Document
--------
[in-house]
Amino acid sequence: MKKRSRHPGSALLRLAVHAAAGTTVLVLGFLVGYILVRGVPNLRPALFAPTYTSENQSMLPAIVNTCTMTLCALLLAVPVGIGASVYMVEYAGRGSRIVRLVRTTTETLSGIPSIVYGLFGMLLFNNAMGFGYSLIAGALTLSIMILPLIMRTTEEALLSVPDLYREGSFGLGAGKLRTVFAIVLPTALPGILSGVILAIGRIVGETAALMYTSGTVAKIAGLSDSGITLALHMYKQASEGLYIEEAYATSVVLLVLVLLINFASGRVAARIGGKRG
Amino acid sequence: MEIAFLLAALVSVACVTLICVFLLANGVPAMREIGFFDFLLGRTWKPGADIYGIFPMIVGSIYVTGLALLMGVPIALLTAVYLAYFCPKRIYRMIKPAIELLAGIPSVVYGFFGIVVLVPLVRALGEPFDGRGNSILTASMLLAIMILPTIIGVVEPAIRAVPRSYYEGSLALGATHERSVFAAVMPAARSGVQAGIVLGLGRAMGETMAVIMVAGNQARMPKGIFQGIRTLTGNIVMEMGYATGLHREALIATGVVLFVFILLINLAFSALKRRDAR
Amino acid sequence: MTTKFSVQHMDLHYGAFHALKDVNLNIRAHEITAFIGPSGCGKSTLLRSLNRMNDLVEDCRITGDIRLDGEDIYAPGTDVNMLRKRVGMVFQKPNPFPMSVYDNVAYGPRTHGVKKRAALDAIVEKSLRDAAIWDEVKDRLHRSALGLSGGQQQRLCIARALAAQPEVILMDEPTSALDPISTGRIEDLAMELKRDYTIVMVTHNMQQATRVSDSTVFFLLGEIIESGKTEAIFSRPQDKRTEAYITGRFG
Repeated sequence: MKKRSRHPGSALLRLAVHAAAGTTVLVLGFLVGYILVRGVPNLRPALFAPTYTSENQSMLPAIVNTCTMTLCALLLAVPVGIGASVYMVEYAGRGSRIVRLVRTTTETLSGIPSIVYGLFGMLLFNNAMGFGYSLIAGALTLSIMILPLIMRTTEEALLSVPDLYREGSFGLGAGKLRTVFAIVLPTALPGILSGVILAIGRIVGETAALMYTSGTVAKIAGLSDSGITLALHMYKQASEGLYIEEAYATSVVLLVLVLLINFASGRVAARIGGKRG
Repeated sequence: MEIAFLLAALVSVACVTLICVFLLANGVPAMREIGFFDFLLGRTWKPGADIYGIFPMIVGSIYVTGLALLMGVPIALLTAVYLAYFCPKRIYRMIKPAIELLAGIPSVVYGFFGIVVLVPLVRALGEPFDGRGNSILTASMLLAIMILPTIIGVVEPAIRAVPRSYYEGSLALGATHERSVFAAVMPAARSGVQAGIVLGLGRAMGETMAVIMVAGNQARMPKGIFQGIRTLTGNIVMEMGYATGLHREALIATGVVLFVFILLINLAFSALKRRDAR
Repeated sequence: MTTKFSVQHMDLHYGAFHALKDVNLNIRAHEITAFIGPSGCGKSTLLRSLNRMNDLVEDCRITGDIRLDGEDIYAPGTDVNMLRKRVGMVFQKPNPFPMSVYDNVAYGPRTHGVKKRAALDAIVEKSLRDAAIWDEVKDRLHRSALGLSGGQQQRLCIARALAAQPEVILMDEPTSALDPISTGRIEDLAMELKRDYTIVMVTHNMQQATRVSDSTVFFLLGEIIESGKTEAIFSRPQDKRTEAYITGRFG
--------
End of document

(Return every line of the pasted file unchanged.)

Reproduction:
[in-house]
Amino acid sequence: MKKRSRHPGSALLRLAVHAAAGTTVLVLGFLVGYILVRGVPNLRPALFAPTYTSENQSMLPAIVNTCTMTLCALLLAVPVGIGASVYMVEYAGRGSRIVRLVRTTTETLSGIPSIVYGLFGMLLFNNAMGFGYSLIAGALTLSIMILPLIMRTTEEALLSVPDLYREGSFGLGAGKLRTVFAIVLPTALPGILSGVILAIGRIVGETAALMYTSGTVAKIAGLSDSGITLALHMYKQASEGLYIEEAYATSVVLLVLVLLINFASGRVAARIGGKRG
Amino acid sequence: MEIAFLLAALVSVACVTLICVFLLANGVPAMREIGFFDFLLGRTWKPGADIYGIFPMIVGSIYVTGLALLMGVPIALLTAVYLAYFCPKRIYRMIKPAIELLAGIPSVVYGFFGIVVLVPLVRALGEPFDGRGNSILTASMLLAIMILPTIIGVVEPAIRAVPRSYYEGSLALGATHERSVFAAVMPAARSGVQAGIVLGLGRAMGETMAVIMVAGNQARMPKGIFQGIRTLTGNIVMEMGYATGLHREALIATGVVLFVFILLINLAFSALKRRDAR
Amino acid sequence: MTTKFSVQHMDLHYGAFHALKDVNLNIRAHEITAFIGPSGCGKSTLLRSLNRMNDLVEDCRITGDIRLDGEDIYAPGTDVNMLRKRVGMVFQKPNPFPMSVYDNVAYGPRTHGVKKRAALDAIVEKSLRDAAIWDEVKDRLHRSALGLSGGQQQRLCIARALAAQPEVILMDEPTSALDPISTGRIEDLAMELKRDYTIVMVTHNMQQATRVSDSTVFFLLGEIIESGKTEAIFSRPQDKRTEAYITGRFG
Repeated sequence: MKKRSRHPGSALLRLAVHAAAGTTVLVLGFLVGYILVRGVPNLRPALFAPTYTSENQSMLPAIVNTCTMTLCALLLAVPVGIGASVYMVEYAGRGSRIVRLVRTTTETLSGIPSIVYGLFGMLLFNNAMGFGYSLIAGALTLSIMILPLIMRTTEEALLSVPDLYREGSFGLGAGKLRTVFAIVLPTALPGILSGVILAIGRIVGETAALMYTSGTVAKIAGLSDSGITLALHMYKQASEGLYIEEAYATSVVLLVLVLLINFASGRVAARIGGKRG
Repeated sequence: MEIAFLLAALVSVACVTLICVFLLANGVPAMREIGFFDFLLGRTWKPGADIYGIFPMIVGSIYVTGLALLMGVPIALLTAVYLAYFCPKRIYRMIKPAIELLAGIPSVVYGFFGIVVLVPLVRALGEPFDGRGNSILTASMLLAIMILPTIIGVVEPAIRAVPRSYYEGSLALGATHERSVFAAVMPAARSGVQAGIVLGLGRAMGETMAVIMVAGNQARMPKGIFQGIRTLTGNIVMEMGYATGLHREALIATGVVLFVFILLINLAFSALKRRDAR
Repeated sequence: MTTKFSVQHMDLHYGAFHALKDVNLNIRAHEITAFIGPSGCGKSTLLRSLNRMNDLVEDCRITGDIRLDGEDIYAPGTDVNMLRKRVGMVFQKPNPFPMSVYDNVAYGPRTHGVKKRAALDAIVEKSLRDAAIWDEVKDRLHRSALGLSGGQQQRLCIARALAAQPEVILMDEPTSALDPISTGRIEDLAMELKRDYTIVMVTHNMQQATRVSDSTVFFLLGEIIESGKTEAIFSRPQDKRTEAYITGRFG